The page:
7 Tips For Managing Employee Absence

By Anthony Sills

Excerpt from 7 Tips For Managing Employee Absence.  Read Full Article Here.

Don’t come up with an absence policy or program piecemeal.

Instead, think strategically and align your attendance policies with overall business strategy.

Take the necessary steps by following these seven tips for managing employee absence and you’ll be on your way to success in no time.

1. Train supervisors and managers —

As I mentioned earlier, line managers and supervisors are the business’s first line of defense when it comes to fighting employee absence.

Senior management must train managers on their responsibilities, ensure all policies and procedures are understood, educate managers on disciplinary procedures, and let managers know that they have the full support of the organization.

Since the immediate supervisor is often the first point of contact with absent employees, arming supervisors with the tools they need is imperative.

2. Return-to-work interviews

Many HR professionals feel this is one of the most valuable tools for managing short-term absenteeism.

Return-to-work interviews conducted properly serve multiple purposes.

In addition to welcoming the employee back to work, the interview is a great time to complete needed paperwork, record the absence and all pertinent information, open a dialogue between the employee and the company, and discuss any issues relevant to the absence.

The interview can also be used to let the employee know how their absence affected the organization productivity-wise, what the current priorities are, and how the employee can “hit the ground running” in terms of returning to work.

3. Clearly stated and consistently applied attendance policy

The importance of having well-documented policies and procedures that all employees are well aware of can’t be overstated.

When employees understand how they fit into the big picture, most are motivated to help.

Once a policy is developed, the next step is to make sure all employees are fully aware of all policies and procedures dealing with absence.

4. Communication / Open-door policy

Part of battling employee absence is letting everyone within the organization know that they can ask questions or raise concerns.

A culture of open communication can go a long way to making employees feel comfortable discussing medical problems, personal issues, workplace issues, or other matters that may contribute to attendance problems.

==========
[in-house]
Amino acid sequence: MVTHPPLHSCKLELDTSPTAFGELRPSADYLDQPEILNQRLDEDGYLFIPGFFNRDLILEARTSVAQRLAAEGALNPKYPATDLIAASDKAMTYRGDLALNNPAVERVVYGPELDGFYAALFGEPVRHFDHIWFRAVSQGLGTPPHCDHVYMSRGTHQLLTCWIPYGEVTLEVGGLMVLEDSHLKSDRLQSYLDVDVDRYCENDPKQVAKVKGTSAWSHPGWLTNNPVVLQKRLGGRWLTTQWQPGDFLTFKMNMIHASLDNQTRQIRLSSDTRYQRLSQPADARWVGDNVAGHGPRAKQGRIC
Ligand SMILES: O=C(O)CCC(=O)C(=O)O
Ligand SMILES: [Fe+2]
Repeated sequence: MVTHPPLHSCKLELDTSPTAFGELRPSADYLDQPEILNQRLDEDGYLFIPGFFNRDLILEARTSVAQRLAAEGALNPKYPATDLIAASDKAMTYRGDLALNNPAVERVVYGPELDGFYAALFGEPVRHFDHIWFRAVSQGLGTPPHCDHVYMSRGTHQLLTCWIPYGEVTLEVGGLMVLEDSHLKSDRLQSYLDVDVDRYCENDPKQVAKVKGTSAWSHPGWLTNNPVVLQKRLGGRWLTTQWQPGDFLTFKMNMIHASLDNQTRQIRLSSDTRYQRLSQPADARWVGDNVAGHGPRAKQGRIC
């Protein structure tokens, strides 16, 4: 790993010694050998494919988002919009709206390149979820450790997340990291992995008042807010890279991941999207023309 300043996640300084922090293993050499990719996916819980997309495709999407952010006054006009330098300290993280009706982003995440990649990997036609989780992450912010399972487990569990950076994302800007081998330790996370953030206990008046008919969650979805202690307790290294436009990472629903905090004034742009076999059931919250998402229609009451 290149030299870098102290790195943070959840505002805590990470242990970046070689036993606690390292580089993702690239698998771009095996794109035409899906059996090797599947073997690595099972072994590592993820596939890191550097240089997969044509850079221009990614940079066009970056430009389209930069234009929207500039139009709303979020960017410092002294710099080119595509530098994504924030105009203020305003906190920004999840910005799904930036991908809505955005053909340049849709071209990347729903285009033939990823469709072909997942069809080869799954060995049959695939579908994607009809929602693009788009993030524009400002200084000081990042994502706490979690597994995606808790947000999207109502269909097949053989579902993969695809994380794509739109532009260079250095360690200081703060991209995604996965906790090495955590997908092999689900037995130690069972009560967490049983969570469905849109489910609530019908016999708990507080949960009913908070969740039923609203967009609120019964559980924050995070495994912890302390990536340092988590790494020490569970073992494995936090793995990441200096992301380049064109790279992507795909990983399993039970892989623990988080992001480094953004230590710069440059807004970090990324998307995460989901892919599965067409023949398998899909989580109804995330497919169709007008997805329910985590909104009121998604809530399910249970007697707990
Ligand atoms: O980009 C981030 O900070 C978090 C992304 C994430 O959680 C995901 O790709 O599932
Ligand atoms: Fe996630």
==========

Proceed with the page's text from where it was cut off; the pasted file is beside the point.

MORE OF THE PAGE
Communication is a two-way street: If management notices potential or ongoing attendance problems, it’s best to be proactive and express these concerns promptly.

5. Track, monitor, and document attendance data

You may have heard the old saw, “you can’t manage what you don’t measure.” Well, when it comes to employee absence nothing could be more accurate.

Collecting the best possible data is the only way to notice attendance trends, prove that an employee’s absenteeism is excessive, and protect the organization from lawsuits.

Collecting, recording, and reporting information about absent employees is vital.

If you think I’m making a mountain out of a molehill just consider how a wrongful dismissal claim or discrimination complaint would affect your business.

6. Take proactive measures

Although many of the reasons that employees will miss work are outside of the company’s control, some companies have found success by taking steps like making employee health and wellness a priority.

By offering employees resources to deal with illness, injury, mental health issues, and even personal problems, employers can do their part to boost attendance.

Other proactive measures besides offering employee health and wellness programs include counseling, building flexibility into the workforce management system (for example, through flexible scheduling arrangements), and offering attendance-based incentive plans.

7. Get help if needed

According to the Society of Human Resource Management, 80% of human resources professionals have trouble tracking and administering intermittent FMLA leave.

This is an example of an area where it may make sense to seek outside help.

If your staff doesn’t have the expertise or the bandwidth to deal with absenteeism and attendance then you may need to look at outsourcing some tasks to 3rd-party vendors.

That may mean outsourcing your entire attendance program, the data collection, or just one component of your program like legal advice.

It all depends on what makes sense for your particular organization.